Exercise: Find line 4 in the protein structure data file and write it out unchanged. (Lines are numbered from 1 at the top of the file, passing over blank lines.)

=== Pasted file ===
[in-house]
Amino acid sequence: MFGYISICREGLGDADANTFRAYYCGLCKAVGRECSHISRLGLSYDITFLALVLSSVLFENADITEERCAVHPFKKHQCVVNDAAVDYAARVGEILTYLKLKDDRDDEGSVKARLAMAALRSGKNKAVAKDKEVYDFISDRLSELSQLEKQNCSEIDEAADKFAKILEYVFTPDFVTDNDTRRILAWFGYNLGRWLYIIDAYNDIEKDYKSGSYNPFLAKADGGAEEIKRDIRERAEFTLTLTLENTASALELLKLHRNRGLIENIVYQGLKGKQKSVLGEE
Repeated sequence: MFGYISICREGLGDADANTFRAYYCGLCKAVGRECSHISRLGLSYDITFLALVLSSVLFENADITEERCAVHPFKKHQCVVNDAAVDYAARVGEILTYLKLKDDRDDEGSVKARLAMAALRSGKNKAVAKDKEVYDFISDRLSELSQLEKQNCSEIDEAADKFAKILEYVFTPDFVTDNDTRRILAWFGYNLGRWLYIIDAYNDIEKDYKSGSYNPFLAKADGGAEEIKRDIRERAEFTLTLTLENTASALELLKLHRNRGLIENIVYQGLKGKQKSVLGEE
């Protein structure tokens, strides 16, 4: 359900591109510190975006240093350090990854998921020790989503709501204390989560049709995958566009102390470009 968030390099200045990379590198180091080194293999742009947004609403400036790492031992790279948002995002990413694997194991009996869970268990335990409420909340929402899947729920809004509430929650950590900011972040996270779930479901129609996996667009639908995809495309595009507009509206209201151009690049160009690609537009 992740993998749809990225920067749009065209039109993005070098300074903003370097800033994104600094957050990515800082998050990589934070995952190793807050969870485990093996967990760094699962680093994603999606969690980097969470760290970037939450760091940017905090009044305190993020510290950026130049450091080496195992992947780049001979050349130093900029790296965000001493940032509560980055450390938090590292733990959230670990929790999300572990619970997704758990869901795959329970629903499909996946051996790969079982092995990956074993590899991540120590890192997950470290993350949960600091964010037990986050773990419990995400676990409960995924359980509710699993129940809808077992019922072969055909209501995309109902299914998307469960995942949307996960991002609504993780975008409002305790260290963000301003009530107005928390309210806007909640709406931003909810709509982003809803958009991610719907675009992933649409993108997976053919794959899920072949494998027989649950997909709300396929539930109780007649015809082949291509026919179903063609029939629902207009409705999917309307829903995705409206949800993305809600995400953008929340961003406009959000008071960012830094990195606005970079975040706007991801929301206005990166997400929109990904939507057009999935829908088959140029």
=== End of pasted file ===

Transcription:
């Protein structure tokens, strides 16, 4: 359900591109510190975006240093350090990854998921020790989503709501204390989560049709995958566009102390470009 968030390099200045990379590198180091080194293999742009947004609403400036790492031992790279948002995002990413694997194991009996869970268990335990409420909340929402899947729920809004509430929650950590900011972040996270779930479901129609996996667009639908995809495309595009507009509206209201151009690049160009690609537009 992740993998749809990225920067749009065209039109993005070098300074903003370097800033994104600094957050990515800082998050990589934070995952190793807050969870485990093996967990760094699962680093994603999606969690980097969470760290970037939450760091940017905090009044305190993020510290950026130049450091080496195992992947780049001979050349130093900029790296965000001493940032509560980055450390938090590292733990959230670990929790999300572990619970997704758990869901795959329970629903499909996946051996790969079982092995990956074993590899991540120590890192997950470290993350949960600091964010037990986050773990419990995400676990409960995924359980509710699993129940809808077992019922072969055909209501995309109902299914998307469960995942949307996960991002609504993780975008409002305790260290963000301003009530107005928390309210806007909640709406931003909810709509982003809803958009991610719907675009992933649409993108997976053919794959899920072949494998027989649950997909709300396929539930109780007649015809082949291509026919179903063609029939629902207009409705999917309307829903995705409206949800993305809600995400953008929340961003406009959000008071960012830094990195606005970079975040706007991801929301206005990166997400929109990904939507057009999935829908088959140029």